Uncultivated Microorganisms

The number of existing microbial species may be in the millions, but only a few thousand have been isolated in pure culture and described. The principal reason for this tremendous disparity is that, mysteriously, over 99% of all environmental microorganisms refuse to grow in the laboratory. The phen...

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Corporate Author: SpringerLink (Online service)
Other Authors: Epstein, Slava S. (Editor)
Format: eBook
Language:English
Published: Berlin, Heidelberg Springer Berlin Heidelberg 2009, 2009
Edition:1st ed. 2009
Series:Microbiology Monographs
Subjects:
Online Access:
Collection: Springer eBooks 2005- - Collection details see MPG.ReNa
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505 0 |a Uncultivable Bacteria and Astrobiology -- Single Cell Whole Genome Amplification of Uncultivated Organisms -- Physiological and Ecological Adaptations of Slow-Growing, Heterotrophic Microbes and Consequences for Cultivation -- Characterizing Microbial Population Structures through Massively Parallel Sequencing -- The Seabed as Natural Laboratory: Lessons From Uncultivated Methanotrophs 
653 |a Microbial Genetics and Genomics 
653 |a Applied Microbiology 
653 |a Microbial genomics 
653 |a Microbiology 
653 |a Microbial ecology 
653 |a Microbial Ecology 
653 |a Molecular Medicine 
653 |a Human physiology 
653 |a Molecular ecology 
653 |a Molecular Ecology 
653 |a Microbial genetics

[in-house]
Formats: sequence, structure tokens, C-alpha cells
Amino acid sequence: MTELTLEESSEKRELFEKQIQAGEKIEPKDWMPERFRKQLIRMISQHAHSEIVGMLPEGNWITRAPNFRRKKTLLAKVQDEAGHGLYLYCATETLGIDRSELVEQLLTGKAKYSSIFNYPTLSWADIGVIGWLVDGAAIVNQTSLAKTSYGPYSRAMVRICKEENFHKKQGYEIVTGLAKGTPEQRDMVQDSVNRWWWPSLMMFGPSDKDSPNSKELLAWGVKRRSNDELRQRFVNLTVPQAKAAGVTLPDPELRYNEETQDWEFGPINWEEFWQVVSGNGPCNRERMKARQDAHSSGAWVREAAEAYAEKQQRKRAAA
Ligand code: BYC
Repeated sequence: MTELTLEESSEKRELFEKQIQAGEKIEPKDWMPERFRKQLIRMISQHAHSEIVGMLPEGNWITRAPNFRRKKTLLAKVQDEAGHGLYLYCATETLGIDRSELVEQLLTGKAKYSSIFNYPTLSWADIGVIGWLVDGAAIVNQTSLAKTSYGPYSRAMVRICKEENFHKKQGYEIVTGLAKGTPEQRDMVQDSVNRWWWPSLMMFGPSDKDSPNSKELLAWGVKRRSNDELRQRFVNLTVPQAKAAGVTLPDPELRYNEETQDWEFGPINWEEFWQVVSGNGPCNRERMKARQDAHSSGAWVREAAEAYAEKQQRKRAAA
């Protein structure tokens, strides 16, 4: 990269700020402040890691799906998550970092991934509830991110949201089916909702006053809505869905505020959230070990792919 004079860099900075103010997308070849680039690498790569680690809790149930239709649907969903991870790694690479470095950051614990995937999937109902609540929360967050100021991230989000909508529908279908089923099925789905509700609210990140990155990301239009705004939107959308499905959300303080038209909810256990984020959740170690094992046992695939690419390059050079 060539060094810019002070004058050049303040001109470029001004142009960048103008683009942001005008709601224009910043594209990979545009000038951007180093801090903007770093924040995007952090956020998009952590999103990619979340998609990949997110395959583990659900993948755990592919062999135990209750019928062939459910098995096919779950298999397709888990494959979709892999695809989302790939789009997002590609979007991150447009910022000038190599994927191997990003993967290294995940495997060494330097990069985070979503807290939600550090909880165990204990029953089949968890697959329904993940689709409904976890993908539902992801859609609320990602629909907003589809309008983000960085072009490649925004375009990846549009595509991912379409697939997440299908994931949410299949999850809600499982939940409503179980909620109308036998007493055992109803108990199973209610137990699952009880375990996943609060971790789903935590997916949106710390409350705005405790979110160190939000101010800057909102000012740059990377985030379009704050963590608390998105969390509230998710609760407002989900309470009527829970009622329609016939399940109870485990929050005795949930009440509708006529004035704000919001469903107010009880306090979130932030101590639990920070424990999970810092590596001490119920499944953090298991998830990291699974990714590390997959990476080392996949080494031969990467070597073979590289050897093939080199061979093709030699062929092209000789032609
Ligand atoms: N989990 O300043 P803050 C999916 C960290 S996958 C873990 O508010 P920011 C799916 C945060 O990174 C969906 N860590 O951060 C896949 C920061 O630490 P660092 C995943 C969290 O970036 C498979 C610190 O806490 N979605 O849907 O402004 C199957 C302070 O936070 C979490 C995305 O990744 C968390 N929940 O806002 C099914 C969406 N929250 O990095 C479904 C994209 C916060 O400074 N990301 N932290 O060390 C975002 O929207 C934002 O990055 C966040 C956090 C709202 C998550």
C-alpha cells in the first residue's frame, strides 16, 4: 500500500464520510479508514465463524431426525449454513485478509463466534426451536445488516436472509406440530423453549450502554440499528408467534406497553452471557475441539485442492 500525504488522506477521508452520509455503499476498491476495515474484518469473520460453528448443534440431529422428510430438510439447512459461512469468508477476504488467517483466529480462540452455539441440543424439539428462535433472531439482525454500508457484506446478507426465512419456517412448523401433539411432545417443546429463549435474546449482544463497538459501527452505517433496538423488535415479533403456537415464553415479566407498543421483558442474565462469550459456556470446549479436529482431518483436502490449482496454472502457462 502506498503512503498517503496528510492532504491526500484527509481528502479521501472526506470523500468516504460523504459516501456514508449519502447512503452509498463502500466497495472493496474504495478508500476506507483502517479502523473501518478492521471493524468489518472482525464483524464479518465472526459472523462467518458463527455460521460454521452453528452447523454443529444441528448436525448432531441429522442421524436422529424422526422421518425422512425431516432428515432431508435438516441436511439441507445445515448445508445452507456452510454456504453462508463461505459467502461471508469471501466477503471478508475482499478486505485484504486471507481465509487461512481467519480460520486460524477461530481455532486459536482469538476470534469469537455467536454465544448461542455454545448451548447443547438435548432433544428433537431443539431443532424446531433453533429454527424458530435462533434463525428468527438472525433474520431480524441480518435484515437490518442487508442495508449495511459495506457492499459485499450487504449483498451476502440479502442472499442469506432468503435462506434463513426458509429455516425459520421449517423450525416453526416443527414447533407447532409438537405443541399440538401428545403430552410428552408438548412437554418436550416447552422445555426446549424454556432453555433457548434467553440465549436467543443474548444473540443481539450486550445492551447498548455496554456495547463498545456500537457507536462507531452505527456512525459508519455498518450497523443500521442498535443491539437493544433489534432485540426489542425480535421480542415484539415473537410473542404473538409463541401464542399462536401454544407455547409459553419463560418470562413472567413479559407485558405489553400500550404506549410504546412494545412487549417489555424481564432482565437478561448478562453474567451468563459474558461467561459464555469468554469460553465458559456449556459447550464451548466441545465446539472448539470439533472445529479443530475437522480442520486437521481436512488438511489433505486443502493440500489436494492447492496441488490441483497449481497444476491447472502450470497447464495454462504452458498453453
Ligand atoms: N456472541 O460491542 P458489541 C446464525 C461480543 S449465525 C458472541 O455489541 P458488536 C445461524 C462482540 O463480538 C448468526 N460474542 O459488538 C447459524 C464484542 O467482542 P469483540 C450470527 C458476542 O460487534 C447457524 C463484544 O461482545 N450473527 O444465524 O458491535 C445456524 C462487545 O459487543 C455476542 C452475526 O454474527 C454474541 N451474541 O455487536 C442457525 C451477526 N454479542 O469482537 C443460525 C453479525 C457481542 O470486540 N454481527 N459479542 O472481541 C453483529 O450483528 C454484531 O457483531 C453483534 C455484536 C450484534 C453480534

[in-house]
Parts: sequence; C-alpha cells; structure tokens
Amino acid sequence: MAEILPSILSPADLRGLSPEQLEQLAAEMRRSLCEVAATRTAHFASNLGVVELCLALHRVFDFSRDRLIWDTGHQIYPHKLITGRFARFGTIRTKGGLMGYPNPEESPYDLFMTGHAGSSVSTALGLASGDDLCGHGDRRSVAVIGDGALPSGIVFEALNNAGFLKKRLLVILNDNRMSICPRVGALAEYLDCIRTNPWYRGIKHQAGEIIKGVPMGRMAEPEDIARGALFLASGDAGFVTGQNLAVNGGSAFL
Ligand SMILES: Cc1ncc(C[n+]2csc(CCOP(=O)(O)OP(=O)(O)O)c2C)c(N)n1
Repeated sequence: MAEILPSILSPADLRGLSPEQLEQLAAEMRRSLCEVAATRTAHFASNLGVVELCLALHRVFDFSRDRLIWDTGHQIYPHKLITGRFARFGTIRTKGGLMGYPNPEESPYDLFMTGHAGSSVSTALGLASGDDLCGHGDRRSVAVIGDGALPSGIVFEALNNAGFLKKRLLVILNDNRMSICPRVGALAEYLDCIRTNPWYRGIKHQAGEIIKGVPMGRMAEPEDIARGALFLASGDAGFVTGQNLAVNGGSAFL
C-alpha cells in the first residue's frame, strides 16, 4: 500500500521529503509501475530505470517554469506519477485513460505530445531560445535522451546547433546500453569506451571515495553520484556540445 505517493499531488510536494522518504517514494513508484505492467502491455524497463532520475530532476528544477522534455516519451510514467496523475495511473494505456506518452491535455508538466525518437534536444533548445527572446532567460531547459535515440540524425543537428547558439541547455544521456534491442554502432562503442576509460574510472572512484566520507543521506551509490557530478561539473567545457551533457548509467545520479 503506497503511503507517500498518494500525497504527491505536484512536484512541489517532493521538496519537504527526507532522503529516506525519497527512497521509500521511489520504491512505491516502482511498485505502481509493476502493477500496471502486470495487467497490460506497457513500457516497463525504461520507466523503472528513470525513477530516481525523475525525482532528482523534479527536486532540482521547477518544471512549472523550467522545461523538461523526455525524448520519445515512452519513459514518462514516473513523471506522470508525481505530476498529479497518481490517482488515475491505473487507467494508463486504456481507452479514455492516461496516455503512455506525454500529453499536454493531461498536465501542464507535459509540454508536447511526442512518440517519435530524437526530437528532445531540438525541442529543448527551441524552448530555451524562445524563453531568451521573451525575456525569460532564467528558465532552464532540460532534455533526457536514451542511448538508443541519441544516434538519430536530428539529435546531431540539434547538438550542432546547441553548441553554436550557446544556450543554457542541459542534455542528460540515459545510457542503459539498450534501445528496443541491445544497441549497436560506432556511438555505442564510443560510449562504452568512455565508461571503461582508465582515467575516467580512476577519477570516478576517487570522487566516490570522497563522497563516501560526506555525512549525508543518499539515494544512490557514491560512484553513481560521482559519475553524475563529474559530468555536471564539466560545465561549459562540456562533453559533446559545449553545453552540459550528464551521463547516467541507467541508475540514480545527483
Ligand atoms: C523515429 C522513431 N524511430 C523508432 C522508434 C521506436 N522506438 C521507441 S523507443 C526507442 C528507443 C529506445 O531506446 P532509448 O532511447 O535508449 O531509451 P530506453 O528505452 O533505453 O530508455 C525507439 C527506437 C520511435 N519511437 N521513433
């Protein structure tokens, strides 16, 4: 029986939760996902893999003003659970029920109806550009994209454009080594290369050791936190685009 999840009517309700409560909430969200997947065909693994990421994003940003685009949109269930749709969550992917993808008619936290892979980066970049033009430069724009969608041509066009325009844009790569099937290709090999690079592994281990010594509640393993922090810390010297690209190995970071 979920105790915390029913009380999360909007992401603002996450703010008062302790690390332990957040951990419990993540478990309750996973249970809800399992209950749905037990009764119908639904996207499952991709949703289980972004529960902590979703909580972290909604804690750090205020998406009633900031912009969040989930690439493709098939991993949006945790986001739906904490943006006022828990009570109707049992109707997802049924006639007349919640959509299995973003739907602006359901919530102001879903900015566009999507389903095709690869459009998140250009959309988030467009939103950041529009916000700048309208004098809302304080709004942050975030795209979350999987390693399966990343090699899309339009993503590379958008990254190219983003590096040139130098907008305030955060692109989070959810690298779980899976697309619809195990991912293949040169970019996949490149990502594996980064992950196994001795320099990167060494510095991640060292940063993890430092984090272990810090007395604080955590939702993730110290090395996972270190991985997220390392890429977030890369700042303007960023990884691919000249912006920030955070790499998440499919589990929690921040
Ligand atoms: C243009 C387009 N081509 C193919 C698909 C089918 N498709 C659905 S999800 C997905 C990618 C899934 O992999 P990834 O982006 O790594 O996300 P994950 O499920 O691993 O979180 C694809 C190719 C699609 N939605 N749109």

653 |a Human Physiology 
653 |a Medicine 
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520 |a The number of existing microbial species may be in the millions, but only a few thousand have been isolated in pure culture and described. The principal reason for this tremendous disparity is that, mysteriously, over 99% of all environmental microorganisms refuse to grow in the laboratory. The phenomenon of microbial uncultivability has been recognized as one of the main challenges for basic and applied microbiology, and finding a way to access this uncultivated microbial majority may change many aspects of biology and biotechnology as we know them today. This volume describes the discovery of the phenomenon, the current hypotheses on its physiological and molecular nature, state-of-the-art approaches to "outsmarting" the uncultivated microorganisms, and the importance of the uncultivated microbial majority in medicine and biotechnology. It reveals the hidden universe of uncultivated microorganisms, their unparalleled diversity and enormous potential for application